You may remember I had an awkward method to redirect a port (i.e. upon TCP connection to a port, forward it to another address and port) using [[netcat http://www.rutschle.net/blog/archives/2007/03/29/T14_49_41/]].

Yesterday I really needed a ‘tranparent proxy’: something that would allow me to look at the traffic going through a network connection, without doing anything else. You could use monitoring tools like tcpdump, but unfortunately you have to have administrative rights to run such tools, which isn’t always possible.

The other method is to go through a transparent proxy: connect to the proxy, which will dump all the data in a file while also forwarding to a different port. Note it’s almost exactly while netcat does.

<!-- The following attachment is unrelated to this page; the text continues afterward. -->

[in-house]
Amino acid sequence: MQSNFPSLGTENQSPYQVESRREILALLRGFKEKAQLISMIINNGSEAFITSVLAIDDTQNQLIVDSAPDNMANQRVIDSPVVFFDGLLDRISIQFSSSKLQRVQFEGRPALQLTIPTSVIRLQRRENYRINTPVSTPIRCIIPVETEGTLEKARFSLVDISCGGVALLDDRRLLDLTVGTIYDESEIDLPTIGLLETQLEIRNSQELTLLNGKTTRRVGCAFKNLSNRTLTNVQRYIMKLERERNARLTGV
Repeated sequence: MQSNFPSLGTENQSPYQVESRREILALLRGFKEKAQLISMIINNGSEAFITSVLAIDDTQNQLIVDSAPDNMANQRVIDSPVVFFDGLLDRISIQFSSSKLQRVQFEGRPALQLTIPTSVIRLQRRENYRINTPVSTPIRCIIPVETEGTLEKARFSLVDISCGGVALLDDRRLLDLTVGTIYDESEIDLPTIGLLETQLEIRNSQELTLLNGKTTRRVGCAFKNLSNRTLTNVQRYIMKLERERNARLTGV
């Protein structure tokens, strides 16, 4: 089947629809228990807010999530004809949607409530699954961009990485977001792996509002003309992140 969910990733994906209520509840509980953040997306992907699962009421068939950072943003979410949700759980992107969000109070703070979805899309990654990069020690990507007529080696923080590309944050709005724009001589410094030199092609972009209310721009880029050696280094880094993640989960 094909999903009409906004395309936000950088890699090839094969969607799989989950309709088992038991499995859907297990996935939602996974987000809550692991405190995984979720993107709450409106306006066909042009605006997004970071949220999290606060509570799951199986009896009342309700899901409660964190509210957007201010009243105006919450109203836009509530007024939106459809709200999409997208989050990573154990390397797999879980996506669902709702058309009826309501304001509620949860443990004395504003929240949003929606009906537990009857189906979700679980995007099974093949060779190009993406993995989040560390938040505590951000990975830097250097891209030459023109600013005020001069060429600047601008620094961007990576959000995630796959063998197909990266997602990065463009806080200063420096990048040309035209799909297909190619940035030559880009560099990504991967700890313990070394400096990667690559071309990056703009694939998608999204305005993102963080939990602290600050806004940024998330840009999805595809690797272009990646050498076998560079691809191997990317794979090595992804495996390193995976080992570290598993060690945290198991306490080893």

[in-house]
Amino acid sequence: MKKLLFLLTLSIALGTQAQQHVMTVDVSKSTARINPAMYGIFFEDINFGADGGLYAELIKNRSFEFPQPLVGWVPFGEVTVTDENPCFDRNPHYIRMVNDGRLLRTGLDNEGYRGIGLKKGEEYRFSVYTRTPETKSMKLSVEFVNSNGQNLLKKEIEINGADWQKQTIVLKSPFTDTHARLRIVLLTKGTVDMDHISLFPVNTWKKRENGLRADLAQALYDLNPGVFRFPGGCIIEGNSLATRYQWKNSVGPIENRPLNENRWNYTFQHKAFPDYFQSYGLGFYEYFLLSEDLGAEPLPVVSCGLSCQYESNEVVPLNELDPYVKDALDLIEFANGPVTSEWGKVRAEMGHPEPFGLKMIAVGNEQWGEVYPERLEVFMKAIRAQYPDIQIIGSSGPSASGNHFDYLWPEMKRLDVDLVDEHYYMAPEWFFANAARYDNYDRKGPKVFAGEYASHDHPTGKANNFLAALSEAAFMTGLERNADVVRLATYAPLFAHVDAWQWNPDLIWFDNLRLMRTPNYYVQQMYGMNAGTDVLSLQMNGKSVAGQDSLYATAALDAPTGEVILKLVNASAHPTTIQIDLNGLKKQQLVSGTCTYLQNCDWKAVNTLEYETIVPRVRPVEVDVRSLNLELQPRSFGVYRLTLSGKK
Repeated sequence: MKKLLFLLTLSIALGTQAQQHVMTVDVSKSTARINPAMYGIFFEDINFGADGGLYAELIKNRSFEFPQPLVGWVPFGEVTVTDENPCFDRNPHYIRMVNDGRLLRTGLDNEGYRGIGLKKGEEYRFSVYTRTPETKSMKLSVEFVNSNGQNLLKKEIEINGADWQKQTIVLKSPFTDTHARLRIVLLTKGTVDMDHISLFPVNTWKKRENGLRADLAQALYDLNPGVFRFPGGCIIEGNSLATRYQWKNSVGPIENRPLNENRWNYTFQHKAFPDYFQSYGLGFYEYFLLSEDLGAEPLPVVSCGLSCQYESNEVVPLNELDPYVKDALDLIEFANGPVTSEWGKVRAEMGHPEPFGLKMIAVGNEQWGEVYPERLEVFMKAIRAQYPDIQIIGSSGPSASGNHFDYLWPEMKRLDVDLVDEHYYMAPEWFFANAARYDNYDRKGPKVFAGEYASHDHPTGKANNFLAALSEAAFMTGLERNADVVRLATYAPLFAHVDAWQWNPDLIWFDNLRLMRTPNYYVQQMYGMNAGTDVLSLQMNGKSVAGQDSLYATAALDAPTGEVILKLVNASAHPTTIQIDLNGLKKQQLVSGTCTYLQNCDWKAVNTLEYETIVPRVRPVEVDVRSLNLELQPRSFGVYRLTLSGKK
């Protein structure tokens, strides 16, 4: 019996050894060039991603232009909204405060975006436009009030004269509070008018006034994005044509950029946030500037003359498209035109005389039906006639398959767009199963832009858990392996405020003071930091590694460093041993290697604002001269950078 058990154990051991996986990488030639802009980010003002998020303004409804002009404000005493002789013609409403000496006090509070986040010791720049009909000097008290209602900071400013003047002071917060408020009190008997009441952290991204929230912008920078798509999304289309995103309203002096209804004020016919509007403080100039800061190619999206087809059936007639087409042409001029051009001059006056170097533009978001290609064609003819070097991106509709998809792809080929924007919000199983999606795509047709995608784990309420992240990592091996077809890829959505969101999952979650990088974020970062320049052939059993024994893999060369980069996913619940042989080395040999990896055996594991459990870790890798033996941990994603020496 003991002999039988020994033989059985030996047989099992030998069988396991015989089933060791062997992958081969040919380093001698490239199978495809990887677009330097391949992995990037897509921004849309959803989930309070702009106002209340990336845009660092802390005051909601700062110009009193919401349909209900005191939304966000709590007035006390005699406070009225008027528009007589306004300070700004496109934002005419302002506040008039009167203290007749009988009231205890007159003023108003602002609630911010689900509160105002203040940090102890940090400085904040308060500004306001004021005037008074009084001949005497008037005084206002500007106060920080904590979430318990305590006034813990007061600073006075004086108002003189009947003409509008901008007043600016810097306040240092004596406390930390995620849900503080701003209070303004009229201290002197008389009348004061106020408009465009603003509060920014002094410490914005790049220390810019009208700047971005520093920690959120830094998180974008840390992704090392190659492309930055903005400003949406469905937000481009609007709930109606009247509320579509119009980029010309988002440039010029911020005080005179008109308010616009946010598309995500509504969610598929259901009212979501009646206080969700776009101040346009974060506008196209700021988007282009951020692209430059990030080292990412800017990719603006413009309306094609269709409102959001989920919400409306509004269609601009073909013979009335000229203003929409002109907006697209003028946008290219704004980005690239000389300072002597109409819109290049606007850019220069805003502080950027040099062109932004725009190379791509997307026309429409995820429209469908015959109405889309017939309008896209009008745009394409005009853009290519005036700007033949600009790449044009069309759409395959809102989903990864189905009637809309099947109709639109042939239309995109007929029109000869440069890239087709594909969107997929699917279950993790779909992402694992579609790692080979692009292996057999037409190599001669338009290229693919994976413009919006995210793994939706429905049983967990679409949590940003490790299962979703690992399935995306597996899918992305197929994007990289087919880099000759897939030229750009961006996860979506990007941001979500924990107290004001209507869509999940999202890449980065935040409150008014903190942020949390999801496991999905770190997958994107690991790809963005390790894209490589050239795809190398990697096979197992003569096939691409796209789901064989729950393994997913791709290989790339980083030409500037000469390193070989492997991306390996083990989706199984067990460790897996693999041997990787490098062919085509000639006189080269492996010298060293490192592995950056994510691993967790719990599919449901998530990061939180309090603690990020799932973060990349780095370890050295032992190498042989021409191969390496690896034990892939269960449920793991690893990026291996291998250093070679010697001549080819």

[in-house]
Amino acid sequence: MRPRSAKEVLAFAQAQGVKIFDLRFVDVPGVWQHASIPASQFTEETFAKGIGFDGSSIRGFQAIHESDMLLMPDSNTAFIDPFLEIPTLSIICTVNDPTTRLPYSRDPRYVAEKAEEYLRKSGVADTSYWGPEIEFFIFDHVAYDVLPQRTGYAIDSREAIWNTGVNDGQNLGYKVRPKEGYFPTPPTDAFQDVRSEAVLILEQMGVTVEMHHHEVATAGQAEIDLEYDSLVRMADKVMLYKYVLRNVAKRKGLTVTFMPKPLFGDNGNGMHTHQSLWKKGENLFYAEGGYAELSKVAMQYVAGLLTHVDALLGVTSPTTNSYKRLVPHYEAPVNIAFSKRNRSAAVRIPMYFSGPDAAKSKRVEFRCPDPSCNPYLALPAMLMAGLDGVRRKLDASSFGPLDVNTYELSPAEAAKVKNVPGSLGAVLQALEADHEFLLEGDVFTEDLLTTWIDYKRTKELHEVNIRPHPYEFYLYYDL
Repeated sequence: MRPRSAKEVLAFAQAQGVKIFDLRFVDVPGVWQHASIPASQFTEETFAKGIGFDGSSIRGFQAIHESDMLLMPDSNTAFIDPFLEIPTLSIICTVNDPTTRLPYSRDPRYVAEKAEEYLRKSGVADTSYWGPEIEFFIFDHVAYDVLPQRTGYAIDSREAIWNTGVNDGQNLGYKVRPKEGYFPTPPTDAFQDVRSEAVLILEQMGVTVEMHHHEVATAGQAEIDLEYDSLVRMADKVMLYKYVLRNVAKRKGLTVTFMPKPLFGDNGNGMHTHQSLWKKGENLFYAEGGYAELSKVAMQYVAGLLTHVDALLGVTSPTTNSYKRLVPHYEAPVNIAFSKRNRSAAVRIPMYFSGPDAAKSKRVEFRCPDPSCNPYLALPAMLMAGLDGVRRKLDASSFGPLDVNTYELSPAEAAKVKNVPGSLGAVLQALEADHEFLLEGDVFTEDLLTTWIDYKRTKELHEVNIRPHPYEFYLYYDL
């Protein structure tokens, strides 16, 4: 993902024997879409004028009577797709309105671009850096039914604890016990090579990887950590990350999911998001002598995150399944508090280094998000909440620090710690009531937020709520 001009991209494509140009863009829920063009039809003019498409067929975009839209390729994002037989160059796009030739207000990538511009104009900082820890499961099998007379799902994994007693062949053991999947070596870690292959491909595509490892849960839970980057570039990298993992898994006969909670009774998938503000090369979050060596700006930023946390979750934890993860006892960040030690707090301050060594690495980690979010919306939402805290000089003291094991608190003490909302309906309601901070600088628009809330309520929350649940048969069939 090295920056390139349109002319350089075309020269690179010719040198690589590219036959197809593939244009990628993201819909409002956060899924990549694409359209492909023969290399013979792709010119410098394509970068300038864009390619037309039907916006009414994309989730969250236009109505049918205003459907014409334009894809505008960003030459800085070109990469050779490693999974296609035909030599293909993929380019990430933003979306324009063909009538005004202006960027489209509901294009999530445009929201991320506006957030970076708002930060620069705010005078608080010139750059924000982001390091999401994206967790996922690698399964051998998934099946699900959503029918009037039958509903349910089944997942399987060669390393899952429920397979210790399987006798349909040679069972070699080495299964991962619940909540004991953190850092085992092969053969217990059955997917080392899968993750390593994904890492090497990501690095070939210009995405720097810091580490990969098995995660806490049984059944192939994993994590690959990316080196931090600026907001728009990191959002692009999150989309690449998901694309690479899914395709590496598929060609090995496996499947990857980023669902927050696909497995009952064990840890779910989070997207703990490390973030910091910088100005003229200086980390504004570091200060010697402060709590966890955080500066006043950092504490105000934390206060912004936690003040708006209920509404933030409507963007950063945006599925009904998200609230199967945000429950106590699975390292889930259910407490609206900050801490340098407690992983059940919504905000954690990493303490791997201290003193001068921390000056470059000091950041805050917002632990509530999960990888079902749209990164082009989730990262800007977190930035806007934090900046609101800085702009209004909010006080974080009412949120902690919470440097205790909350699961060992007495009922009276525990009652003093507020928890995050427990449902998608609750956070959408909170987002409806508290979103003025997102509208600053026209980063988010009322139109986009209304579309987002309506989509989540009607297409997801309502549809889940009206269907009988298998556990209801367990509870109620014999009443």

Clearly I didn’t understand the netcat manual, so I wrote a little transparent proxy from scratch. Twice. Once in Perl and once in C.

Then today I realise that: * netcat can dump the traffic going through it using option -o * my hack is very awkward; to redirect a port all one needs to do is: ~~~ nc -l -p 5000 -c “nc smtp.free.fr 25” ~~~ which reads “listens for connections on port 5000, and when that happens connect the connection to another connection to smtp.free.fr, port 25. Now a telnet to localhost:5000 goes to smtp.free.fr:25.

And with just one more option, we get a transparent proxy: ~~~ nc -l -p 5000 -c “nc -o dump smtp.free.fr 25” ~~~

All that’s really missing in the dump is a dating field, which really has nothing to do with Meetic.